An Engineer’s Perspective on Workplace Experience

An Engineer’s Perspective on Workplace Experience

When you step outside of your front door, you’re probably experiencing a very different world today than you did just a few years ago. People are more health-conscious than ever, and if you work in a corporate setting, you may not even need to leave the house to make a living.

In fact, a recent Google study revealed that over 75% of respondents expect hybrid work to become a standard practice within their organization in the next three years – and a significant 70% of those respondents had never worked remotely before the COVID-19 pandemic.

This drastic shift is no surprise to anyone who works in commercial real estate (CRE). Hybrid work is here to stay, and it has brought about new challenges to those owning, operating, and engaging with the workplace. Not only do landlords and property teams need to find ways to blend their physical work environments with modern tools and services that add value to their buildings, but employers need to find ways to instill connection, creativity, and culture in employees to engage and retain talent – even when people are working from home.

As HqO’s Senior Vice President of Engineering, Product, and Design, I’ve watched these trends evolve through a fine lens. Our company prides itself in its ability to create state-of-the-art experiences through a process of constant learning and re-learning. And, the more we partner with our customers to address their needs, the more we understand that what we’ve formerly referred to as “tenant experience” is actually much broader than that.

In today’s world, tenant experience is just a fraction of everyone’s workplace experience: from the staff running and maintaining the building, to the employees in the ground-level cafes and restaurants, to the individual workers who come into the office a few times a week. Thus, to properly support every single person who engages with a given property, we need to put people first.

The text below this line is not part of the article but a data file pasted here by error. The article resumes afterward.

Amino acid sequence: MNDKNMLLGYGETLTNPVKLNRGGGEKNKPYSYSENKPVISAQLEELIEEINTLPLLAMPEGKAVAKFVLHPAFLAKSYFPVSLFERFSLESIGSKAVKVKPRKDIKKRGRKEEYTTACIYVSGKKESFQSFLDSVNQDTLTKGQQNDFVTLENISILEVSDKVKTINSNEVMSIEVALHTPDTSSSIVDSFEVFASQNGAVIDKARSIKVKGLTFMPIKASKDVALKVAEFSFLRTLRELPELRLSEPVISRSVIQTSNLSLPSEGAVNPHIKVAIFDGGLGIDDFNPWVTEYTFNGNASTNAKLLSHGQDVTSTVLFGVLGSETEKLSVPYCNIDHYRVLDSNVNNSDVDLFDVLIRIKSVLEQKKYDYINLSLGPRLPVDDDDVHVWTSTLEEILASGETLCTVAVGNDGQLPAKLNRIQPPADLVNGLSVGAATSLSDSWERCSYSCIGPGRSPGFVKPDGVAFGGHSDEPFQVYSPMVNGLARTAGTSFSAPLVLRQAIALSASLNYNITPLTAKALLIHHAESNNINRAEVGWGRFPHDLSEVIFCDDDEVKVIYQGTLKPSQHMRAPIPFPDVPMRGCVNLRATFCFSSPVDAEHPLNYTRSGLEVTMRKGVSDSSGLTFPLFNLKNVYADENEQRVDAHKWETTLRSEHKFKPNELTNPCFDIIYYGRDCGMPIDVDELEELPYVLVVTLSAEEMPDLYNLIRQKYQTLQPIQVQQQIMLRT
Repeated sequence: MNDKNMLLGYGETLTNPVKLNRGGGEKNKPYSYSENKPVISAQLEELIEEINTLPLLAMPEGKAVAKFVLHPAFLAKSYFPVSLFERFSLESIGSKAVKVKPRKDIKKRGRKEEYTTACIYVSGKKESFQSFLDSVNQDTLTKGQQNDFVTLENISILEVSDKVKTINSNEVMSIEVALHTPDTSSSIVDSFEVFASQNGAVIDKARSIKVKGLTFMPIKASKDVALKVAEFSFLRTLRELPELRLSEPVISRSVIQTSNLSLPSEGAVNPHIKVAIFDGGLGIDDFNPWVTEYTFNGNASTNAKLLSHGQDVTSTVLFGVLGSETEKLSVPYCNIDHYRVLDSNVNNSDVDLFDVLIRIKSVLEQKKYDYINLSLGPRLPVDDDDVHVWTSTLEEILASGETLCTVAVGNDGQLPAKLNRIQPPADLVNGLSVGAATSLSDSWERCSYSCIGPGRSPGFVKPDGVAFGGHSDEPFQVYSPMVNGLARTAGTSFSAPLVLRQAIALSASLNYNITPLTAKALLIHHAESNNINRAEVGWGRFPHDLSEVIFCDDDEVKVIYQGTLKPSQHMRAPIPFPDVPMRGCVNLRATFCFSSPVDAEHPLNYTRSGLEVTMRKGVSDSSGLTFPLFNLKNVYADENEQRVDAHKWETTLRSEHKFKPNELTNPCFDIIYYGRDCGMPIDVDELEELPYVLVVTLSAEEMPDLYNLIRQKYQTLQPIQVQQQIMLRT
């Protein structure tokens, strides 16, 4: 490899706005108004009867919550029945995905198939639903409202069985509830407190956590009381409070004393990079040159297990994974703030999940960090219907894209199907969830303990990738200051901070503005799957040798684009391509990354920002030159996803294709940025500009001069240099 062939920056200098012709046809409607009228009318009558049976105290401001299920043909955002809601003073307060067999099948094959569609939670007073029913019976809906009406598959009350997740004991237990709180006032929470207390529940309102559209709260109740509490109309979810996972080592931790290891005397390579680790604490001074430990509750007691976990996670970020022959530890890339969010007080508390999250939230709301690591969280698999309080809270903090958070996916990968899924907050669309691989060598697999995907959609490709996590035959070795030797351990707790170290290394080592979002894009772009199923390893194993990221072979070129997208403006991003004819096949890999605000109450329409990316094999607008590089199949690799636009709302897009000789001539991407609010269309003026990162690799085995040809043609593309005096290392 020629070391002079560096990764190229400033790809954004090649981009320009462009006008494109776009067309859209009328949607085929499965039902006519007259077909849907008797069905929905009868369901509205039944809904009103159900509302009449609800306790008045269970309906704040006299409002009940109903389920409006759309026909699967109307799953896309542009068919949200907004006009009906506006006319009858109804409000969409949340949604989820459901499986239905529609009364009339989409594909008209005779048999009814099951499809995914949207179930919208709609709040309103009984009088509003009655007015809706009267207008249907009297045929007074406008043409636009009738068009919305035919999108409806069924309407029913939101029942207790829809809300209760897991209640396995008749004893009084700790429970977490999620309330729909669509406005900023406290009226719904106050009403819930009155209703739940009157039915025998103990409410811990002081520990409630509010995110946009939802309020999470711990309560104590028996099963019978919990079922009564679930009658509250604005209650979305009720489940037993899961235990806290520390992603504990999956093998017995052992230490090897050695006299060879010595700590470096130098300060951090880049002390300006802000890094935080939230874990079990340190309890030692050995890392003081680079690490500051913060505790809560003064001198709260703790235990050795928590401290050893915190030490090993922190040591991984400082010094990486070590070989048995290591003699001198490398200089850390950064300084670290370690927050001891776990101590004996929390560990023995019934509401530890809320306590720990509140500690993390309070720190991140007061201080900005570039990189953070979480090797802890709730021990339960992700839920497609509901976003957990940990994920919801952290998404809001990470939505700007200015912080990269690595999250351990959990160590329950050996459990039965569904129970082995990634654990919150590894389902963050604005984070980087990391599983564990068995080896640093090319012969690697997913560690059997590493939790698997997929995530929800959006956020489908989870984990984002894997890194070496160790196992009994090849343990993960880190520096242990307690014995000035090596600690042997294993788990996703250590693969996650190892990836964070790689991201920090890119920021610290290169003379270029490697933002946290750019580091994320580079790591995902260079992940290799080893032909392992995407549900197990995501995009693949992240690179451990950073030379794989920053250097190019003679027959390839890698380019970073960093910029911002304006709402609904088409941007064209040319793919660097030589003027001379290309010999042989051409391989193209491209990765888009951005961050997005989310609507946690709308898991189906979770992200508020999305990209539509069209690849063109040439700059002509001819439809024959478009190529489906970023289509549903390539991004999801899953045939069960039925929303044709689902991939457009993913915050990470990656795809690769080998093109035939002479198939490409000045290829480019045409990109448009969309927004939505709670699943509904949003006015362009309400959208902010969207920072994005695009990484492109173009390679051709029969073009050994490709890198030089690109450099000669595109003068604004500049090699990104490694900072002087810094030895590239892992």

Focusing on the overall workplace experience is becoming mainstream, meaning that more hospitable, personalized strategies are the future. To help our customers achieve this, we make sure that HqO’s product is the most versatile, engaging, and scalable one in the market. Here’s how.

Our Approach

Learning with Customers

I like to say that at HqO, we drink our own champagne. We seek to live and set the bar for what we sell to others, giving us the unique opportunity to create a product that we can experience alongside our customers. As we continue to create seamless, technology-enabled experiences that connect people to each other and the workplace, this personal approach has impacted how we view and iterate upon our product.

Before the pandemic, many of the hybrid workplace setups that we see today were only thought of as a tool for distributed sales forces or other really progressive purposes. These included environments like hot-desking areas reserved in a headquarters, or a series of small satellite spaces in co-working units. In previous jobs, I even had a work-near-home day. Individuals could spare themselves from a tricky commute and work out of a convenient co-working space that the company provided once a week. However, this was hardly ever used because it was under-socialized and generally frowned upon.